The key to achieving lasting weight loss is to follow the established safe guideline of 1 to 2 pounds per week, according to the Centers for Disease Control and Prevention. Crash diets are unhealthy, and the weight you lose is likely to come back when you resume a normal diet. To lose 25 pounds in three months, you’ll need to significantly reduce calories; however, with some smart dietary changes and increased exercise, you can make your goal while maintaining good health.
Determine how many calories you need each day to maintain your weight. There are complicated formulas that calculate this target for you, or you can use the established averages for your gender and age published by groups like the American Heart Association. For example, a moderately active 25-year-old male burns 2,600 to 2,800 calories per day.
Calculate the calorie deficit required to meet your goal. One pound equals 3,500 calories, according to the American Academy of Family Physicians. To lose 2 pounds per week and reach your goal of 25 pounds in three months, you’ll need to cut 7,000 calories per week, or 1,000 per day. Don't eat fewer than 1,200 calories per day if you're female, or 1,500 calories per day if you're male, even if it means losing weight more slowly than you'd like.
Build a meal plan that meets your calorie target, and place the emphasis on nutrient-dense foods like fruits and vegetables. It’s very difficult to get the recommended minimum of vitamins and minerals on a severely reduced calorie diet. Nutrient-dense foods are those that pack lots of micronutrients into foods that are low in calories. Use the U.S. Department of Agriculture's MyPlate to guide your food group choices.
Cut the empty calories first. When you evaluate what you eat each day at your current weight, you’re likely to find big savings just by reducing the unnecessary items. For example, you can cut your daily calorie intake by up to 350 calories just by skipping the once-daily soda and the mocha java special from your local coffee shop.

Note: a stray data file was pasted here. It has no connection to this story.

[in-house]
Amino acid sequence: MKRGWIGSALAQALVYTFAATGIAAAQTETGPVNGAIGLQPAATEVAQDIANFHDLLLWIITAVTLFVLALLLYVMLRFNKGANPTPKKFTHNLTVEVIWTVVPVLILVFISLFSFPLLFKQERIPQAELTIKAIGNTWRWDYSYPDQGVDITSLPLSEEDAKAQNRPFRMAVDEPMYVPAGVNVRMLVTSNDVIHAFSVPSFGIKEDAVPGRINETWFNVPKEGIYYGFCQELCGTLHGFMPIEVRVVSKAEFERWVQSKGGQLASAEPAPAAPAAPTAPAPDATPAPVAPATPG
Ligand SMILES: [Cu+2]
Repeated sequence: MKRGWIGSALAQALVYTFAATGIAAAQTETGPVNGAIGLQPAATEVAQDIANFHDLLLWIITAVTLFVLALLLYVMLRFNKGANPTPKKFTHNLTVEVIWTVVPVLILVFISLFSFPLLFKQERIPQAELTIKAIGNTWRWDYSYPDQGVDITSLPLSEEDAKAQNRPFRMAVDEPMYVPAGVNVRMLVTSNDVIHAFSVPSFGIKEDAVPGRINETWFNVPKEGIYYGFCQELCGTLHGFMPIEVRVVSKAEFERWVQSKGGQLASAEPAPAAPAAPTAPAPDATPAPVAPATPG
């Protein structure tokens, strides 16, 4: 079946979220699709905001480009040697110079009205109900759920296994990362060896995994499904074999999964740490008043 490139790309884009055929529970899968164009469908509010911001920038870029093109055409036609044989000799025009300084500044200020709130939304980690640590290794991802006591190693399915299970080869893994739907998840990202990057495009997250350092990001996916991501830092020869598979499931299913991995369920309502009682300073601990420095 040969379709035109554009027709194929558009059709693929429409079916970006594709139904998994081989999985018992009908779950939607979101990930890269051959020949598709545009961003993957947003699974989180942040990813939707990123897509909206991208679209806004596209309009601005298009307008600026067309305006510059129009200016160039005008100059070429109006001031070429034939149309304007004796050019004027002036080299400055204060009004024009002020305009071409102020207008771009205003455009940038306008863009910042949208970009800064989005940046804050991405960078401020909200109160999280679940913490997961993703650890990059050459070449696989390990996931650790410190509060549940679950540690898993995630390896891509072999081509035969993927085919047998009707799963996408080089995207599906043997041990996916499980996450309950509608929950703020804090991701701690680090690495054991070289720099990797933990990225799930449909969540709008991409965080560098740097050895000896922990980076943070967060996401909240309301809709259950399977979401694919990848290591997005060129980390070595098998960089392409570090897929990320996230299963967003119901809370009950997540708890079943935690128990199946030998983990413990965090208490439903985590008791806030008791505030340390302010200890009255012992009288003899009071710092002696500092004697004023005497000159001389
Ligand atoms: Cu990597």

Eat three meals per day, and budget one to two snacks into your calorie target. Cutting calories should never mean skipping meals. Food is fuel, and your body needs consistent input to keep your metabolism humming. The steady intake will help you deal with unexpected cravings.
Measure your portions. Once you’ve established your calorie target, accurate accounting is a must. “Eyeballing” what you think is a portion is a recipe for disaster.
Write down everything you eat. If you have a written meal plan, check off each item as you eat it, and write in any slips and the number of calories they contain. A bad day does not mean all is lost. You can make up the excess calories from one bad day slowly over the rest of the week through exercise and additional calorie cutting.
Perform moderate-to-vigorous cardio exercises such as jogging and swimming 30 to 60 minutes per day. Use an online calorie calculator to estimate the calorie burn you get for various activities. Remember, not all exercise happens at the gym. Physically demanding weekend chores, like yard work, are significant calorie burners.
Train your muscles twice weekly by lifting weights or doing pushups, V-ups, squats and chinups. These activities build muscle tissue, which helps increase your metabolism.
Vary your workouts to help prevent boredom and prevent overuse injury. For example, use a stationary bike one day, then take a brisk walk up hilly terrain the next.
- Centers for Disease Control and Prevention: Balancing Calories
- University of Maryland Medical Center: Common Sense Strategies for Long Term Weight Loss
- Family Doctor: What it Takes to Lose Weight
- Centers for Disease Control and Prevention: How Much Physical Activity do Adults Need?
- U.S. Department of Agriculture: Choose Nutrient Dense Foods
- American Heart Association: Know How Many Calories You Should Eat